Recently a video of Elizabeth Warren has been circulating around the Internet. This quote has become particularly popular:
There is nobody in this country who got rich on his own. Nobody. You built a factory out there? Good for you. But I want to be clear: you moved your goods to market on the roads the rest of us paid for; you hired workers the rest of us paid to educate; you were safe in your factory because of police forces and fire forces that the rest of us paid for. You didn’t have to worry that marauding bands would come and seize everything at your factory, and hire someone to protect against this, because of the work the rest of us did. Now look, you built a factory and it turned into something terrific, or a great idea? God bless. Keep a big hunk of it. But part of the underlying social contract is you take a hunk of that and pay forward for the next kid who comes along.
In part she is right. Our economy is based on social cooperation under the division of labor. Our ability to become as wealthy as we have rests on this cooperation, where each of us specializes in the things we do best. The problem is the jump in logic taken from there. As Sheldon Richman points out, her argument is a non sequitur. The jump from working together to higher taxes, particularly for wealthy businesses, doesn’t necessarily follow. Further, the “social contract” she mentions was signed and agreed to by no one. In fact some of the only, if not only, historical examples of real social contracts can be found in medieval trading towns in Germany and on pirate ships, and certainly neither are applicable to our modern and complex society. Providing certain services does not imply complete ownership over us.
There is, however, more wrong with Warren’s words. In Philosophical Society: The Tale of the Slave, the obligation to “pay forward for the next kid who comes along,” she seems to be implying that businessmen, at least in part, should work for the good of others. Going into business requires you to work for others because others worked for you, making your profits possible. This is the Cliché of Socialism number 41, as Leonard Read pointed out.
Morally the libertarian should be outraged by such a notion. Nozick’s tale of the slave may even come to mind. But again, it is a non sequitur. Those things, which “we” have paid for, that benefit the factory owner and other businessmen are just that: beneficial! So much so, in fact, that most would be willing to pay for these services. There is little-to-no reason businesses should pay more in taxes so the State can provide these and many other “services.” They could be provided, at least for the businesses, privately.
Moving your goods to market is all part of the costs of doing business. It is in their own self-interest to make sure they have the roads necessary to get them to the customer (meaning they have a willingness to pay). Roads in fact were historically provided privately, and some still are today.
Employees have an incentive to educate themselves. When we go, or our parents send us, to school we are investing in our future. In other words, we are hoping education will result in higher wages in the future. And employers prefer this because it means a higher productivity. There is already an embedded incentive to educate.
And security. Many businesses don’t even rely on the police but instead hire their own private security. Making sure their goods are secure is another cost of doing business that firms have their own incentive to provide. Some of the safest places in the world are safe not because of public police but because of private security and commerce.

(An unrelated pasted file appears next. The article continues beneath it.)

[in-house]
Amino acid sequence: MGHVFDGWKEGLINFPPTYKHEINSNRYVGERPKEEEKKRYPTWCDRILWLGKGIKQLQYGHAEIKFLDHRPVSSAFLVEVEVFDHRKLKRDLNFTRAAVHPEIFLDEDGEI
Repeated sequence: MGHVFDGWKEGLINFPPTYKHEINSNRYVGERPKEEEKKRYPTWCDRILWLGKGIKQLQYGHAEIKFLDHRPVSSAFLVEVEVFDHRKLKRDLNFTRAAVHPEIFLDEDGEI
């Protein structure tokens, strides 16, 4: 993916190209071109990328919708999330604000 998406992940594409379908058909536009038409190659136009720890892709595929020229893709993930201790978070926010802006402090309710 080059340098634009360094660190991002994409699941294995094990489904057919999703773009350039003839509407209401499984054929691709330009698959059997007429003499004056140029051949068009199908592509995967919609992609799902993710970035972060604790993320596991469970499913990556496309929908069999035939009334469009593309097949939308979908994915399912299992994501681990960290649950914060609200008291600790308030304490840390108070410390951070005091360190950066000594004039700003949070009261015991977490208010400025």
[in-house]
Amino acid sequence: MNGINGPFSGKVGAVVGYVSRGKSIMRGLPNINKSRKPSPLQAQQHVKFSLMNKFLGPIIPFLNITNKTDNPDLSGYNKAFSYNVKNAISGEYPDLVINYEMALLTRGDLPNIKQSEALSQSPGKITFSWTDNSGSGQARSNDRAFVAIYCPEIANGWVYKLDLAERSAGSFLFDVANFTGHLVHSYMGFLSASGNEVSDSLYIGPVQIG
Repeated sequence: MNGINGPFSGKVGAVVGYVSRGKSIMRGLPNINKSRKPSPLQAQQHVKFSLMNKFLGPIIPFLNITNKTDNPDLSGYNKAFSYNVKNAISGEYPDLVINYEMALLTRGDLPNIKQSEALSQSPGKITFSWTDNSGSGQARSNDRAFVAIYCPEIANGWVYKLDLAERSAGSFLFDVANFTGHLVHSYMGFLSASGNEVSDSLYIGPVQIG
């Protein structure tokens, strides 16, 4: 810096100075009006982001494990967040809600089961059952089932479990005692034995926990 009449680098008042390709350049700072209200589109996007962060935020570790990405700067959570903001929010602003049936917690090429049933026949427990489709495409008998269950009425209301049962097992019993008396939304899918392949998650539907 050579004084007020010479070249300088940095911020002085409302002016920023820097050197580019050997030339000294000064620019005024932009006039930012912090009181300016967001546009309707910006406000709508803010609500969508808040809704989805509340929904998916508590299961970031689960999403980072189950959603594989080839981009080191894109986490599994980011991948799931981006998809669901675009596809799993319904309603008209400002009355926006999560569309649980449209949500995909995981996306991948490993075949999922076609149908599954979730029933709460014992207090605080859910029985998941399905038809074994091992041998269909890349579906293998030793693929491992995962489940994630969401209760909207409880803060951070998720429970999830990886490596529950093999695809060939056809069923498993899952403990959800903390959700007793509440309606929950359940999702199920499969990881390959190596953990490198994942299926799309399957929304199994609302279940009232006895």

Businesses are willing or would be willing to pay for these things because it is in their own self-interest. And similarly other individuals and businesses would be willing to provide them. There is no need to rely on the coercive tools of the State or some notion of a mythical obligation towards a social duty to provide these goods. As Adam Smith put it,
He generally, indeed, neither intends to promote the public interest, nor knows how much he is promoting it. . . . By directing that industry in such a manner as its produce may be of the greatest value, he intends only his own gain, and he is in this, as in many other cases, led by an invisible hand to promote an end which was no part of his intention. Nor is it always the worse for the society that it was no part of it.
By pursuing his own interest he frequently promotes that of the society more effectually than when he really intends to promote it.
In other words, these selfish businessmen earning a profit are benefiting society. They are providing society with goods that it wants; it is making us better off. The larger the profits the more it has paid it forward.
The above is not necessarily an argument for anarchy in the broad sense. A case could be made for the need of a State, but that is an argument for another time and place. What it shows, albeit in an overly simplistic form due to space constraints, is that these goods which make most businesses possible are in themselves the products of businesses. This could all be up for debate. After all a case can be made that these are public goods that would be underprovided by the market. But they certainly can be provided. Even if it is true that they cannot, businesses still pay it forward through the value they generate.
Warren’s argument seems unjustified; the State she envisions is much greater than it needs to be. Thus higher taxes are not necessary; a cut in government is. We are in debt because the State does too much. This type of collectivist thinking will only undermine the incentives that make social cooperation under the division of labor work.